9 Whatever might have been the old prophet’s motive, he lied. Perhaps the old man had at one time been a faithful prophet of Jehovah. At this point, however, he was acting deceptively. The Scriptures strongly denounce such conduct. (Read Proverbs 3:32.) Deceitful ones not only hurt themselves spiritually but often harm others.
“He Went Back With” the Old Man
10 The prophet from Judah should have been able to see through the ruse of the old prophet. He could have asked himself, ‘Why would Jehovah send an angel to someone else with new instructions for me?’ The prophet could have asked Jehovah to clarify the direction, but the Scriptures do not indicate that he did so.

(1 KINGS 13:32)

“The word that he called out by the word of Jehovah against the altar in Bethʹel and against all the houses of worship on the high places in the cities of Sa•marʹi•a is sure to take place.””

*** it-2 p. 847 Samaria ***
2. The territory of the ten-tribe northern kingdom of Israel. The name of its capital city, Samaria, was sometimes applied to this entire area. For example, when Ahab was called “the king of Samaria,” it was not with the restricted meaning of being king of the city only, but in the broader sense as king of the ten tribes. (1Ki 21:1) So, too, “the cities of Samaria” referred to those scattered throughout the ten tribes, not to towns clustered around the capital. (2Ki 23:19; this same expression recorded at 1Ki 13:32 as if used before the city Samaria was built, if not prophetic, may have been introduced by the compiler of the Kings account.) The famine “in Samaria” in the days of Ahab was extensive throughout the whole kingdom of Samaria and, in fact, even took in Phoenicia, extending at least from the torrent valley of Cherith, E of the Jordan, to Zarephath on the Mediterranean. (1Ki 17:1-12; 18:2, 5, 6) Similarly, the restoration promise regarding “the mountains of Samaria” must have embraced the whole of the realm of Samaria.—Jer 31:5.

(1 KINGS 14:11)

“Anyone belonging to Jer•o•boʹam who dies in the city, the dogs will eat; and anyone who dies in the field, the birds of the heavens will eat, for Jehovah has spoken it.”’”

*** it-1 p. 644 Dog ***
Dogs (Canis familiaris), like carrion birds, were scavengers, particularly in the cities. The Law directed throwing to the dogs flesh that had been torn by a wild beast. (Ex 22:31) At times Jehovah’s judgment against his enemies was that their dead bodies would be eaten or their blood licked up by scavenger dogs. Because of the course of gross unfaithfulness followed by Kings Jeroboam, Baasha, and Ahab, any who belonged to their respective households and who died in the city were to be devoured by dogs. (1Ki 14:11; 16:4; 21:24)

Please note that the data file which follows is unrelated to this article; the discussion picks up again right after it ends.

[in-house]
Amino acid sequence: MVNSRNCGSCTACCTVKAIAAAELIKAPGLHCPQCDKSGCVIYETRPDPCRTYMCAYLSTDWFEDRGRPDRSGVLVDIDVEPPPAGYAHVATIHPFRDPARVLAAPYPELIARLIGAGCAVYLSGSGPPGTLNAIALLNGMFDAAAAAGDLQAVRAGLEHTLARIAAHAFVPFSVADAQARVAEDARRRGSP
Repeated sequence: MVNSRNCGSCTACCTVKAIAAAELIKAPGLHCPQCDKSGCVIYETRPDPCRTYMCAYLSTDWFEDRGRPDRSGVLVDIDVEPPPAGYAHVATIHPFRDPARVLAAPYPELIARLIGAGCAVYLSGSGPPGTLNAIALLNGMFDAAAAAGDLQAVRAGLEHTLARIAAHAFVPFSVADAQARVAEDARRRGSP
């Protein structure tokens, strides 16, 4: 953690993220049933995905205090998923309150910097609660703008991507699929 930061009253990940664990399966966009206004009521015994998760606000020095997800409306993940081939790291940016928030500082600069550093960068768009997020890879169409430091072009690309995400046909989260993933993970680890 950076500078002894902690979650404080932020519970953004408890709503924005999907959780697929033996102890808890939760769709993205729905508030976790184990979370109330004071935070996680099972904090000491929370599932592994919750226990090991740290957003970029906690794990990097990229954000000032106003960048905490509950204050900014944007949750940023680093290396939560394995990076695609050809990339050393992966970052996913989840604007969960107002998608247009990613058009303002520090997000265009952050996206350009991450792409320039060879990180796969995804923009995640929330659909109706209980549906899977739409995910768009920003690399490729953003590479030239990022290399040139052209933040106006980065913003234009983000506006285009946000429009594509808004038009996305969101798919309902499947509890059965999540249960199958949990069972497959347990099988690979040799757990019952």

(1 KINGS 14:13)

“All Israel will mourn him and bury him, for he alone of Jer•o•boʹam’s family will be laid in a grave, because he is the only one of the house of Jer•o•boʹam in whom Jehovah the God of Israel has found something good.”

*** cl chap. 24 p. 244 par. 11 Nothing Can “Separate Us From God’s Love” ***
11 Third, as Jehovah searches through us, he carefully sifts, looking for the good. For instance, when Jehovah decreed that the entire apostate dynasty of King Jeroboam was to be executed, He ordered that one of the king’s sons, Abijah, be given a decent burial. Why? “Something good toward Jehovah the God of Israel has been found in him.” (1 Kings 14:1, 10-13) Jehovah, in effect, sifted through the heart of that young man and found “something good” there. However small or insignificant that bit of good may have been, Jehovah found it worth noting in his Word. He even rewarded it, showing an appropriate degree of mercy to that one member of an apostate household.

*** w10 7/1 p. 29 He Looks for the Good ***
1 KINGS 14:13
“ALL hearts Jehovah is searching, and every inclination of the thoughts he is discerning.” (1 Chronicles 28:9) Those inspired words were meant to fill us with appreciation for the depth of Jehovah’s interest in us. Jehovah looks for the good in our hearts even though we are far from perfect. This is clearly evident in his words regarding Abijah, found at 1 Kings 14:13.
Abijah lived in a wicked household. His father, Jeroboam, was the head of an apostate dynasty. Jehovah purposed to make a clean sweep of Jeroboam’s house, “just as one clears away the dung.” (1 Kings 14:10) But God ordered that only one member of Jeroboam’s household, Abijah—who was gravely ill—be given an honorable burial. Why? God explained: “Something good toward Jehovah the God of Israel has been found in him in the house of Jeroboam.” (1 Kings 14:1, 12, 13) What do these words tell us about Abijah?